No.

Honor hath no skill in surgery, then?

No. (laughs)

What is honor?

A word.

What is this word?

Honor.

What is in this word, honor?

Ha!

Air. (laughs)

A trim reckoning.

Who has it?

He that died on Wednesday.

Can he smell it, no, can he feel it, no.

'Tis insensible.

Yeah, to the dead, but will it not live with the living?

No, detraction (grunts)

will not suffer it.

Therefore, I'll none of it.

Honor is a mere scutcheon.

(men laughing)

Thus ends my catechism.

(brooding music)

(boots stomping)

(explosion booming)

- [Newsreader] Breaking news.

Today another round of fights

between the insurgent Hotspur's militant force

and King Henry's national guard broke out.

Large plumes of smoke were seen

in the Downtown Los Angeles area.

There's no word so far on militant

or civilian casualties at this time.

(sword scraping)

- What is thy name that in the battle thus thou crossest me?

What honor do you seek upon my head?

- Know then, my name is Douglas,

and I do haunt thee in the battle thus

because some tell me thou art a king.

- They told thee true.

(swords clanking)

(men grunting)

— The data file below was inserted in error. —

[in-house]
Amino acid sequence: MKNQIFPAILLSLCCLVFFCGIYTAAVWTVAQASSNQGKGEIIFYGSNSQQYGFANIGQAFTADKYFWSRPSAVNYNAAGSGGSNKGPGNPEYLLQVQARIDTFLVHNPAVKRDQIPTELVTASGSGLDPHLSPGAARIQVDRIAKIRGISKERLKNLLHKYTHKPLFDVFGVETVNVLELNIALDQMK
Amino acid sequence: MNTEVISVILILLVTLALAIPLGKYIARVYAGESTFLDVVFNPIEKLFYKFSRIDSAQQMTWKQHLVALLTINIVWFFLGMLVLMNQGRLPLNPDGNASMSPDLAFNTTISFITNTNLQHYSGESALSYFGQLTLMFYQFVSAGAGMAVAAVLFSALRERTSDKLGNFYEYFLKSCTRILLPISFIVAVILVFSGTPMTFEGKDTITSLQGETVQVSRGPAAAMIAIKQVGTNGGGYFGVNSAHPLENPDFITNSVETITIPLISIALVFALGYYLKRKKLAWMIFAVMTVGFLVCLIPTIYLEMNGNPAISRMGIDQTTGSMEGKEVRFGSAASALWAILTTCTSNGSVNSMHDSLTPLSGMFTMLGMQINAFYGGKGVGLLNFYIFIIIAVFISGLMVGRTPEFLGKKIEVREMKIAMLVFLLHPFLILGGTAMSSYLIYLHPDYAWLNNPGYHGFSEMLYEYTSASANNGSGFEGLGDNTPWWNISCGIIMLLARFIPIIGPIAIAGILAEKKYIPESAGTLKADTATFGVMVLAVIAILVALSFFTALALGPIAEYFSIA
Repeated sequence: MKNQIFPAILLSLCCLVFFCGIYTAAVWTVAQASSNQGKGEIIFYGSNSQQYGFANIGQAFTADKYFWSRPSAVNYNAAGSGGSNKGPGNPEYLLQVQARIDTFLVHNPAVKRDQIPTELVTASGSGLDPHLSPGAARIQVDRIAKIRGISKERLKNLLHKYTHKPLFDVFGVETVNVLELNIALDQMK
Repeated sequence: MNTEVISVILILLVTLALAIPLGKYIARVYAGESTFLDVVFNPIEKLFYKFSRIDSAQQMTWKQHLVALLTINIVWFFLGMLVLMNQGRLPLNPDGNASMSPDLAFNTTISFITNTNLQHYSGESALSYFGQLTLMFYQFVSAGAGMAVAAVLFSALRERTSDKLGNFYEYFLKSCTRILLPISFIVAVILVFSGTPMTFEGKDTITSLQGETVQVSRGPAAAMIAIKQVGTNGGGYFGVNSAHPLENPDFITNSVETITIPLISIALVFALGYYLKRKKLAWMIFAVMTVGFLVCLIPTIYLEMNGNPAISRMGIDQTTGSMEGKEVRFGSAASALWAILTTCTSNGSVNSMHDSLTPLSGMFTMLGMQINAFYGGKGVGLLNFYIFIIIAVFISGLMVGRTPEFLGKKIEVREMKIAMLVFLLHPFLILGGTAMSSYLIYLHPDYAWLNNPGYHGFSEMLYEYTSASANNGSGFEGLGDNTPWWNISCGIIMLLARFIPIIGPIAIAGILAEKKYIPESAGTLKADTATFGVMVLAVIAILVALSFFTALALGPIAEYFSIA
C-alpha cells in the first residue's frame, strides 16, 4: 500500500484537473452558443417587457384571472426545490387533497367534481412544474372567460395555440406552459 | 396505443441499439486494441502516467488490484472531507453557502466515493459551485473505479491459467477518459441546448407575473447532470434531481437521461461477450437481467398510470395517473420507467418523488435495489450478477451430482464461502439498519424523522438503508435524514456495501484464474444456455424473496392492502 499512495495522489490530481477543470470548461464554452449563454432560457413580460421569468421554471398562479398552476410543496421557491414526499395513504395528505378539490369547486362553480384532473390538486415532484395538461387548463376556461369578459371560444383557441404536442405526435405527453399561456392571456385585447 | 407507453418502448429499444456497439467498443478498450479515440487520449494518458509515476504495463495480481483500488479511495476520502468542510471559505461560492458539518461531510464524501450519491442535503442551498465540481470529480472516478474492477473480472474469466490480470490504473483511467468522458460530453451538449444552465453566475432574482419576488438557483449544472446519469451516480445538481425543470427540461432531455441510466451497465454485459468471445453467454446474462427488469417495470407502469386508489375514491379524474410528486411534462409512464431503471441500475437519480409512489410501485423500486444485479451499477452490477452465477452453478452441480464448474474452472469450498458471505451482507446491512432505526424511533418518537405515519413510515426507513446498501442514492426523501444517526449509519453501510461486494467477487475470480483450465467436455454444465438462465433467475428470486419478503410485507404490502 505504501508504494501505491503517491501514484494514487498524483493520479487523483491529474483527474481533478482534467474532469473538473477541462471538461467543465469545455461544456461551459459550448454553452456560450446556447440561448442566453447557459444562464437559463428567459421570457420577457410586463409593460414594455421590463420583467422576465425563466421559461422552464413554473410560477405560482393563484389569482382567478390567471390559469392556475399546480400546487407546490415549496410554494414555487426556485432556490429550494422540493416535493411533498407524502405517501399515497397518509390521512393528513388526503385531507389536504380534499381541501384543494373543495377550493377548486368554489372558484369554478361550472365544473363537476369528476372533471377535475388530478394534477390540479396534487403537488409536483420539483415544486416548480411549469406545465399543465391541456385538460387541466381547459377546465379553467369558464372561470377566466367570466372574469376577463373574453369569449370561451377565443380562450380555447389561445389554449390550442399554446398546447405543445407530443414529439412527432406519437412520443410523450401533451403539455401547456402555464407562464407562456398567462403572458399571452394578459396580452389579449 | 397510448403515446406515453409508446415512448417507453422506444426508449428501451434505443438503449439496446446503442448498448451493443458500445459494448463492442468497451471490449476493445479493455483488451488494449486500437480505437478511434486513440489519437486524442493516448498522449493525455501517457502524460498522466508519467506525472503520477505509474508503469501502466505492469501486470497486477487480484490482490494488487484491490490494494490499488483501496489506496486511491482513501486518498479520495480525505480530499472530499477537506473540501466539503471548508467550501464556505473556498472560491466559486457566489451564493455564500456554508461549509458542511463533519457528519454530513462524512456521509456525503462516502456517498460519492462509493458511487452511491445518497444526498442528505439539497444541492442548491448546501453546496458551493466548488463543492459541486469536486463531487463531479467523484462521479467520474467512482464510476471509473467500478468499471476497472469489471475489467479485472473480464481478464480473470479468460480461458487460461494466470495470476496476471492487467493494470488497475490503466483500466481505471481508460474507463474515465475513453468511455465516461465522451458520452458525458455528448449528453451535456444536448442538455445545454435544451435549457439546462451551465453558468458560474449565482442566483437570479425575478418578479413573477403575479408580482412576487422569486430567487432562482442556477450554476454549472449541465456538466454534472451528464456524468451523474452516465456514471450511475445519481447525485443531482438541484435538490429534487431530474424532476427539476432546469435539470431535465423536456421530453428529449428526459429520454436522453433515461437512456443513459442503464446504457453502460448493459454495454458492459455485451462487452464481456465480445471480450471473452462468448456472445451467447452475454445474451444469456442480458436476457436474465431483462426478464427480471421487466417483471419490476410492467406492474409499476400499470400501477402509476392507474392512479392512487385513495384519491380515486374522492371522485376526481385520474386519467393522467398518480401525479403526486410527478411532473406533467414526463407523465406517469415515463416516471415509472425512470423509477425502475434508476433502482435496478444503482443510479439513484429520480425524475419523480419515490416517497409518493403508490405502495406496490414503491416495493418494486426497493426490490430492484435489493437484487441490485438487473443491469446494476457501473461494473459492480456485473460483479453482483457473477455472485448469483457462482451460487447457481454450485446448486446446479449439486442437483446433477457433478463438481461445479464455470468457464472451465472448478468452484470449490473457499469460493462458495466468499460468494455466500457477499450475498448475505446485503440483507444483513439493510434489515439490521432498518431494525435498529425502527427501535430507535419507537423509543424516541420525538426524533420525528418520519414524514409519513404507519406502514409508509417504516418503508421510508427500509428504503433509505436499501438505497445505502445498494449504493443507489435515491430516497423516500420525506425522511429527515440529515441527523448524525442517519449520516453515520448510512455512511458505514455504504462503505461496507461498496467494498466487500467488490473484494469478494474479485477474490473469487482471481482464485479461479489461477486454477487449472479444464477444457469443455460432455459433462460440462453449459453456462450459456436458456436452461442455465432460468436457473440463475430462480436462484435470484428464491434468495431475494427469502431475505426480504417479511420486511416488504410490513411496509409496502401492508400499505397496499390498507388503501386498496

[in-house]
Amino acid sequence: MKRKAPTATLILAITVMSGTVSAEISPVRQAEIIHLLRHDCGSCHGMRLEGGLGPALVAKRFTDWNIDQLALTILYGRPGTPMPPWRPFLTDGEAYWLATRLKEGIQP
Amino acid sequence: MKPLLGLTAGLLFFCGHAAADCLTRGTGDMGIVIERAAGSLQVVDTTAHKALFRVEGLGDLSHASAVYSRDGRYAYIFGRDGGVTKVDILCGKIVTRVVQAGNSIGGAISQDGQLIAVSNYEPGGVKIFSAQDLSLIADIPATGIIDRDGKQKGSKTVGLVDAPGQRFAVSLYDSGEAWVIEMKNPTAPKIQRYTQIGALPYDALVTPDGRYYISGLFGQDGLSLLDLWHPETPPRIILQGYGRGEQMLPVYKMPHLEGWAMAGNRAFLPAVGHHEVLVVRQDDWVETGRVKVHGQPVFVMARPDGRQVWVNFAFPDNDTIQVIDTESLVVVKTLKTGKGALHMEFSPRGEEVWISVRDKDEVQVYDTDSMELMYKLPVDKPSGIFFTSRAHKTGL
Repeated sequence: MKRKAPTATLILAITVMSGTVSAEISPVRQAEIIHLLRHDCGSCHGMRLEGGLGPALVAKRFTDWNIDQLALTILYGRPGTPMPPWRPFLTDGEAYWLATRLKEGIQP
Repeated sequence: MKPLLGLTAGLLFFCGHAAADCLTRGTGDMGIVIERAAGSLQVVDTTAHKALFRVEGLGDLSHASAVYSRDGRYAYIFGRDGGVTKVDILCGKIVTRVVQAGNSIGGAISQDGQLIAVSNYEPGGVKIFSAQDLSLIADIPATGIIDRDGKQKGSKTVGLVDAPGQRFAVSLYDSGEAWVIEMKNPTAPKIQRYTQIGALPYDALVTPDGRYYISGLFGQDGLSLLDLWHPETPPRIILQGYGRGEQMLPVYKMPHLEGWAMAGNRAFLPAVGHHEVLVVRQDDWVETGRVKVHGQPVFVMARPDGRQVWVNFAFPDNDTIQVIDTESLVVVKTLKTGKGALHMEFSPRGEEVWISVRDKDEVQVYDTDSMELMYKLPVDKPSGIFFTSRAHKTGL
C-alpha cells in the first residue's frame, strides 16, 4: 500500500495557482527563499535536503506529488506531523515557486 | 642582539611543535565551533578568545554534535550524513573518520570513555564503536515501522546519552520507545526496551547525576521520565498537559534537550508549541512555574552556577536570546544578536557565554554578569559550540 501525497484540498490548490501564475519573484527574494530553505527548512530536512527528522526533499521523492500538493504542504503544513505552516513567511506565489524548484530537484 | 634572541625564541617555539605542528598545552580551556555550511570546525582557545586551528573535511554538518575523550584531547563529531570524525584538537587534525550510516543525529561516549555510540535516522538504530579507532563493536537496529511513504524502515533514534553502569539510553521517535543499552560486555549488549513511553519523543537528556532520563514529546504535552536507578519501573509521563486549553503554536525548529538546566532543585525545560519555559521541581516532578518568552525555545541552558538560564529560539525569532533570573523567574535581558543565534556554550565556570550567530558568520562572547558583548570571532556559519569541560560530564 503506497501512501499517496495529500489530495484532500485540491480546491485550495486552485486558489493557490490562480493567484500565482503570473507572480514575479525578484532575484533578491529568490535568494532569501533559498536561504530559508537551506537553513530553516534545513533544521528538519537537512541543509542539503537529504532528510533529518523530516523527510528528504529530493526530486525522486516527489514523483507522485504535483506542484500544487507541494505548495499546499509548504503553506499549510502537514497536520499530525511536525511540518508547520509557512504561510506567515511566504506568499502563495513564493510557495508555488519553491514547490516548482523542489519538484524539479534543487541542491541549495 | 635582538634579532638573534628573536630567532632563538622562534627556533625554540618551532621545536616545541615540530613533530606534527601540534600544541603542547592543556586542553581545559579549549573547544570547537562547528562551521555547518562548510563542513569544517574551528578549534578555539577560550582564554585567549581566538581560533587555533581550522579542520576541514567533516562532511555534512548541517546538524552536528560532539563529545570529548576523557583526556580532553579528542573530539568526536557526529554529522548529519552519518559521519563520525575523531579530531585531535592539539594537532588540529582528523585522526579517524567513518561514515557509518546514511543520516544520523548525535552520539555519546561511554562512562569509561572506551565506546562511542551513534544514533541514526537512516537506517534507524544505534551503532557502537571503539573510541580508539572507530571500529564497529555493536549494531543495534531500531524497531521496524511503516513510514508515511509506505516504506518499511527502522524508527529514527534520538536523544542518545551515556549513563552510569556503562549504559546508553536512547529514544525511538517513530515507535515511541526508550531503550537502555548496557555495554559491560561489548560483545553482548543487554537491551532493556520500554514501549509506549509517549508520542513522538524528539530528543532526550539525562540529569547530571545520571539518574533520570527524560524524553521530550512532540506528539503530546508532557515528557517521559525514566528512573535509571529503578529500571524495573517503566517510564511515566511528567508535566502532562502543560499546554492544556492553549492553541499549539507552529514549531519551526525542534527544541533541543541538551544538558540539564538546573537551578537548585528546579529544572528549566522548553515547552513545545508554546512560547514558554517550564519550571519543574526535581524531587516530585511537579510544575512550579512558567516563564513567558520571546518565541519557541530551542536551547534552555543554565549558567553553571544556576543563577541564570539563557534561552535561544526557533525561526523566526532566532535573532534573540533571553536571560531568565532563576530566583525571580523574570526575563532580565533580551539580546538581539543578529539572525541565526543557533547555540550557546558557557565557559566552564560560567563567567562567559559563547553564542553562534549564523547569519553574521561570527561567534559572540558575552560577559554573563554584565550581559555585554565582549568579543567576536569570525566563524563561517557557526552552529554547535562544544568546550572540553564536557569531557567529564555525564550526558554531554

- Brother Stafford dear today

hath bought thy likeness.

But instead of thee, King Harry, this weapon ended him.

And so shall it thee, unless thou yield thee as my prisoner.

- I was not born a yielder, thou Jamaican.

And thou shalt find a king

that shall revenge Brother Stafford's death.

(swords clanging)

(flesh squelching)

(Walter groaning)

- Oh, Douglas!

If thou hadst fought before as thus,

I had never triumphed upon a Jamaican.

- All's done, all's won.

Here breathless lies the king.

- Where?

- Here.

- This, Douglas, no.

I know this face full well, a brave soldier he was.

His name was Blunt,

semblably dressed as the king himself.

- Oh.

A borrowed title hast thou bought too dear.

- The king hath many marching in his coats.

- Mark my word, I shall murder all his wardrobe,

piece by piece, until I meet the king.

- Up,

and away.

Our soldiers stand full fairly for the day.

- Though I could escape shot-free at Crenshaw,

I fear the shot here.

Here's no scoring

except upon the pate.

Oh, soft!

And who are you?

(sighs) Brother Walter Blunt.